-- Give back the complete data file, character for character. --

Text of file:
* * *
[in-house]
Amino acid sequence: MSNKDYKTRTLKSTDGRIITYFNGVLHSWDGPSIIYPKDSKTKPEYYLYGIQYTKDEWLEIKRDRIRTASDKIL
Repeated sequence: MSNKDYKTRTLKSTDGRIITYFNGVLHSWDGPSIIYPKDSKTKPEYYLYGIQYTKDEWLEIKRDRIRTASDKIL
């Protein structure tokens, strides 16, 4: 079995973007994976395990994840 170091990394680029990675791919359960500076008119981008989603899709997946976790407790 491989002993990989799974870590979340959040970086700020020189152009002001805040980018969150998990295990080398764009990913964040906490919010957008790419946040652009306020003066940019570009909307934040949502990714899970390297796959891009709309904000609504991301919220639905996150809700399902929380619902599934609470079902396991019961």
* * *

[in-house]
Amino acid sequence: MSNKDYKTRTLKSTDGRIITYFNGVLHSWDGPSIIYPKDSKTKPEYYLYGIQYTKDEWLEIKRDRIRTASDKIL
Repeated sequence: MSNKDYKTRTLKSTDGRIITYFNGVLHSWDGPSIIYPKDSKTKPEYYLYGIQYTKDEWLEIKRDRIRTASDKIL
């Protein structure tokens, strides 16, 4: 079995973007994976395990994840 170091990394680029990675791919359960500076008119981008989603899709997946976790407790 491989002993990989799974870590979340959040970086700020020189152009002001805040980018969150998990295990080398764009990913964040906490919010957008790419946040652009306020003066940019570009909307934040949502990714899970390297796959891009709309904000609504991301919220639905996150809700399902929380619902599934609470079902396991019961």